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Re: [dvd-discuss] more dmca nonsense--Lexmark printers
- To: dvd-discuss(at)cyber.law.harvard.edu
- Subject: Re: [dvd-discuss] more dmca nonsense--Lexmark printers
- From: mickey <mickeym(at)mindspring.com>
- Date: Fri, 10 Jan 2003 18:01:04 -0500
- References: <OF54B7A68A.0A91477D-ON88256CAA.00786F6E@aero.org>
- Reply-to: dvd-discuss(at)cyber.law.harvard.edu
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They bundled a copyrighted work into the cartridge. I think that they
called it a "toner authentication program" or something like that.
Either that, or they bundled a TPM into the cartridge, and it controlled
access to a copyrighted program in the printer.
Michael A Rolenz wrote:
> Lexmark seems to have missed the fact that the DMCA controls access to
> copyrighted works. How the ink in a inkjet cartridge is a copyrighted
> work seems to have escaped Lexmark and the federal district court in
> Lexington, Kentucky but presumably this was a preliminary injunction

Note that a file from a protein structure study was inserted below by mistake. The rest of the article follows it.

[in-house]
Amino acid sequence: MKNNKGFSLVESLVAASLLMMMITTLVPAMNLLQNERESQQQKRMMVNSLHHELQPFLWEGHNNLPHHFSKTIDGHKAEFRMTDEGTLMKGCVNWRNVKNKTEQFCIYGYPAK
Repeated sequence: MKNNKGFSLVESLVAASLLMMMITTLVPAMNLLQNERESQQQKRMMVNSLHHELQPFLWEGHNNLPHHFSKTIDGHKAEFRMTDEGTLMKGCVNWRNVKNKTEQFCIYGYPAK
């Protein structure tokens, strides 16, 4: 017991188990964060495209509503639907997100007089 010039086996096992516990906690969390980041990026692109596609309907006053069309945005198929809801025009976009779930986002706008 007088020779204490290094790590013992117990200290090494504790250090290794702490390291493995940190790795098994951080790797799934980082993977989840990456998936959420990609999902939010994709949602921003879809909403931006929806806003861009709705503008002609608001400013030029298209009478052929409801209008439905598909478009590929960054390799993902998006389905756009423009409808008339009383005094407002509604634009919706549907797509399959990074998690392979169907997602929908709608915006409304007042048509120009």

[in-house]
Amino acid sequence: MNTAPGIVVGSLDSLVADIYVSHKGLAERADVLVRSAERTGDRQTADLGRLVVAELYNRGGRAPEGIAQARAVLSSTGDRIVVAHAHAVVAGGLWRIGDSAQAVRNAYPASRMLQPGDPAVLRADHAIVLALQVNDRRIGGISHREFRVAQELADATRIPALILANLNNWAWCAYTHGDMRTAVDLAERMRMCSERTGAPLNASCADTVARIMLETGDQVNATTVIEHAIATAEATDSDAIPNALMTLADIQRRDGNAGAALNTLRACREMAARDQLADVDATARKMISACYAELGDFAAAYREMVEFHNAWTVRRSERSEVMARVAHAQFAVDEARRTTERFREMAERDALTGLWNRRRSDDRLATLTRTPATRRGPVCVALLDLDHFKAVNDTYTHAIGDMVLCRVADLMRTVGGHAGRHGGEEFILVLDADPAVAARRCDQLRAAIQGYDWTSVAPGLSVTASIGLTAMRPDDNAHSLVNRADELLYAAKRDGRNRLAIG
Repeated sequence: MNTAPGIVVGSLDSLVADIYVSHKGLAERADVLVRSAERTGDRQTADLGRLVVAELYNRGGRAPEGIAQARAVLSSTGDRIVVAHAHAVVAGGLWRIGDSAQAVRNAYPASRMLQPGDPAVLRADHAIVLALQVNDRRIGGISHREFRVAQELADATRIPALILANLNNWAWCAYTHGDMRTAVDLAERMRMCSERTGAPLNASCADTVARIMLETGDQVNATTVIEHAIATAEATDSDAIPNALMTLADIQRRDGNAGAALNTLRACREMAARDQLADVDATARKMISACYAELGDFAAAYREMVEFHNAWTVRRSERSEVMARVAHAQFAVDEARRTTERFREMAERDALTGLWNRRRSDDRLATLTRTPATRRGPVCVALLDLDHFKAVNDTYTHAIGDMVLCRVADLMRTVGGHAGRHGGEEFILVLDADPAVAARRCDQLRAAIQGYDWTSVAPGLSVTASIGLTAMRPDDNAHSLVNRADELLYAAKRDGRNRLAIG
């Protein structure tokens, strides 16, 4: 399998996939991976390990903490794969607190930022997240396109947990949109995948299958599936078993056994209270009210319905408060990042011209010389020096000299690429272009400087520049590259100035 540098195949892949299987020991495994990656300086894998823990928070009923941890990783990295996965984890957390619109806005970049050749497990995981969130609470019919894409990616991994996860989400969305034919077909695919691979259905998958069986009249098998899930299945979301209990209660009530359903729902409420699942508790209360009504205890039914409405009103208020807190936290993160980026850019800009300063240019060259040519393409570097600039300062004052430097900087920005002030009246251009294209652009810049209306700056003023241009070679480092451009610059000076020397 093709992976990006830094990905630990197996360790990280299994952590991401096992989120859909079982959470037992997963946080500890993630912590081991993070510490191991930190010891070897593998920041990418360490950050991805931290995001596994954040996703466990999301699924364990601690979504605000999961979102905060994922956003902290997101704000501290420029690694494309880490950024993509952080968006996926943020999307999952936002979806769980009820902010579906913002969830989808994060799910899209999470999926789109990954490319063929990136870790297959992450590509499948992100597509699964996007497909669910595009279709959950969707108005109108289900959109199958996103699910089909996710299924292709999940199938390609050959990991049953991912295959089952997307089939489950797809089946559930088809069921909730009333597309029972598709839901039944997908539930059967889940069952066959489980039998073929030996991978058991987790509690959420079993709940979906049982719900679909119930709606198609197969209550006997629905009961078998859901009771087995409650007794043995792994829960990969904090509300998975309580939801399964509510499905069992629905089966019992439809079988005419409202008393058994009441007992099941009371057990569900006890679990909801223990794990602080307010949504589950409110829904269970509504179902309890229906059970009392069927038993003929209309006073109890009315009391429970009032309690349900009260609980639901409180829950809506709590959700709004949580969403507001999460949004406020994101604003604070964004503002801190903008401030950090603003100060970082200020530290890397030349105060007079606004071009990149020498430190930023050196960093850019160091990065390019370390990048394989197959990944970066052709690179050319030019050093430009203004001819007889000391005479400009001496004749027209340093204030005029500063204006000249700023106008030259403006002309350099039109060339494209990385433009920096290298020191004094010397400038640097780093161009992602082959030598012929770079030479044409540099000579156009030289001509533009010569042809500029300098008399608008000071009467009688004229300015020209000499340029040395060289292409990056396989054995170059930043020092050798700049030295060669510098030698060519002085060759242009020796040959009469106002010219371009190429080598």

> to give the judge time to read the case (I only hope when he does he
> blasts the Lexmark lawyers)
> *Jeremy Erwin <firstname.lastname@example.org>*
> Sent by: email@example.com
> 01/10/2003 01:25 PM
> Please respond to dvd-discuss
> To: firstname.lastname@example.org
> Subject: [dvd-discuss] more dmca nonsense--Lexmark
> Lexmark, like many printer manufacturers has obviously adopted the
> "sell the razor at a loss, but make money on selling blades... Now, a
> printer manufacturer can do a great many things to jumpstart this
> revenue generation, starting with only equipping printers with
> partially full cartridges.
> Of course, this is problematic, because a inkjet cartridge can be
> refilled, inexpensively, with ink. So in order to protect this dubious
> marketing decision, the cartridges are equiped with special chips, so
> that only certified (i.e. expensive, proprietary) ink replenishment
> techniques are used.
> Similarly, under the guise of stopping piracy, game machines check that
> only certified programs are run.
> And the chips are (or so Lexmark claims) protected by the DMCA.
> Lexmark claims that licensed cartridge manufacturers have signed
> various contracts that forbid ink replenishment. Thus the printer
> checks the contract (chip), and assumes that if the chip responds
> properly, the cartridge inks and components are properly licenced--
> i.e. making Lexmark a lot of money, No contract-- no ink.
> In the past, we were free to ignore unenforceable, laughable contracts.
> The DMCA puts a lawyer in our electronic devices, pushing such
> contracts in our faces.